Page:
"In medical and other scientific research, the subject of a study should not be used as a means to an end without recognizing that he or she is being so used, and consenting to being used that way."

"The Ethics of Investigation" by David Koepsell, New York State University at Buffalo; Skeptical Inquirer vol. 30 (1)

Initiative vs Referendum

While these two terms are often used interchangeably, in general an Initiative makes law, while a Referendum overturns a law made by elected officials (legislators). Only 23 states, including California, have adopted the Initiative/Referendum processes. 

Intercropping

In agriculture alternating rows of different crop species to attract pollinators, repel pests, diversify soil life and even improve beauty.

Imperiled Species

All the species which are in danger of being permanently expunged from our planet. Because it is so difficult and takes so long to get governments to recognize a truly imperiled species or habitat, this term includes far more species and habitats than official governmental "Endangered or Threatened Species" designations.

Integrated Pest Management (IPM)

Doublespeak. An ambiguous term intended to make you think pesticide use is reduced - when it probably isn't. A smokescreen trying to hide the deadly impacts of pesticides when their use is barely reduced - if at all. IPM rarely reduces pesticide use by 50 percent. Some places claiming IPM have even increased their pesticide use or changed to pesticides with higher toxicity. 

A 2001 General Accounting Office report found IPM failed to reduce pesticide use. While IPM is now used on more than two-thirds of U.S. crop lands, chemical pesticide use has increased.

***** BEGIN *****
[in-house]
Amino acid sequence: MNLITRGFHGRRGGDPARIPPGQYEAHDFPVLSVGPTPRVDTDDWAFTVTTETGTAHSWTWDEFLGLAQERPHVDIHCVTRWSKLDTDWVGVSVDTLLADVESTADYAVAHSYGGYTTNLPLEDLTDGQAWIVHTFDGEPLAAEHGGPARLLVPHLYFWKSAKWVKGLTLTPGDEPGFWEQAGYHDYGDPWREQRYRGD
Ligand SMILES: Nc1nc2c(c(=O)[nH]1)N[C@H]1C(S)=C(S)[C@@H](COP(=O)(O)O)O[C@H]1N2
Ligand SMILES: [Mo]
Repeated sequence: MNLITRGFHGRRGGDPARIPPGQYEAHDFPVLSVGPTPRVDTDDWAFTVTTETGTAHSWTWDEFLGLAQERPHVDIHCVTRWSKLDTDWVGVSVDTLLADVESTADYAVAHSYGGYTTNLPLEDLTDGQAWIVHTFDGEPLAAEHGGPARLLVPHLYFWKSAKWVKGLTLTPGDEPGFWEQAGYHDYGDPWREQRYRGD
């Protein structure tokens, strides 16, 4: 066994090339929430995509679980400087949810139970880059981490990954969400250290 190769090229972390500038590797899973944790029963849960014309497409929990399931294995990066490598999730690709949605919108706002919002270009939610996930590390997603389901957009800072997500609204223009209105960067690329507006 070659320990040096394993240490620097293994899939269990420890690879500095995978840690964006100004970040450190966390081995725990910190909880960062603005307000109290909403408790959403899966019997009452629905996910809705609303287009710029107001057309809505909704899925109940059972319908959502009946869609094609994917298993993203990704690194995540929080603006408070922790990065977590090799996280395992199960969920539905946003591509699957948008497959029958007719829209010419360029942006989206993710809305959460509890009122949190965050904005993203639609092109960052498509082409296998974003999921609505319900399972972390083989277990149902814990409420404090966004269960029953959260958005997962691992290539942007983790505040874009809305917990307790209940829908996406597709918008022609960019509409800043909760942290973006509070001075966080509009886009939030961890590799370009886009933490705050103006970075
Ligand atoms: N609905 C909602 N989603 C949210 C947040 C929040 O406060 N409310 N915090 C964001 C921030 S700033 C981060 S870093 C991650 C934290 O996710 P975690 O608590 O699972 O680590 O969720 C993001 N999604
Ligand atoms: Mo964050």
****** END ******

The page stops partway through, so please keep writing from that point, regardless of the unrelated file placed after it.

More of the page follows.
The realization of IPM's promise is the avoidance of pesticide use as is almost achieved at San Francisco's Presidio Golf Course.

Interdependence, Ecological

Possibly the most important ecological concept. Ecological interdependence is the principle for how no living thing (including humans) can exist without other living things. It is how biota lives in symphony together.

Intrinsic Value

The value that every living thing has the right to live, simply because it exists.

We have alien life right here on Earth, if you define alien as astoundingly unfamiliar species. They are the millions of microorganisms right in front of us in every forest, wetland, and under the sea.

Invasive Species

Plants or animals which are introduced into a foreign habitat and crowd out or kill native species. Related terms include exotic, non-native and introduced, however these do not include the idea of harm to native species. Our local invasives include Pampas Grass, Scotch Broom, Cape Ivy, Rattlesnake Grass, Red Fox and Green Crabs.

Impervious Surface

A manmade surface such as a road or sidewalk, roof or parking lot which water cannot penetrate to moisten soil.

Lagoon

Doublespeak for the giant cesspool from an industrial hog "ranch."

Law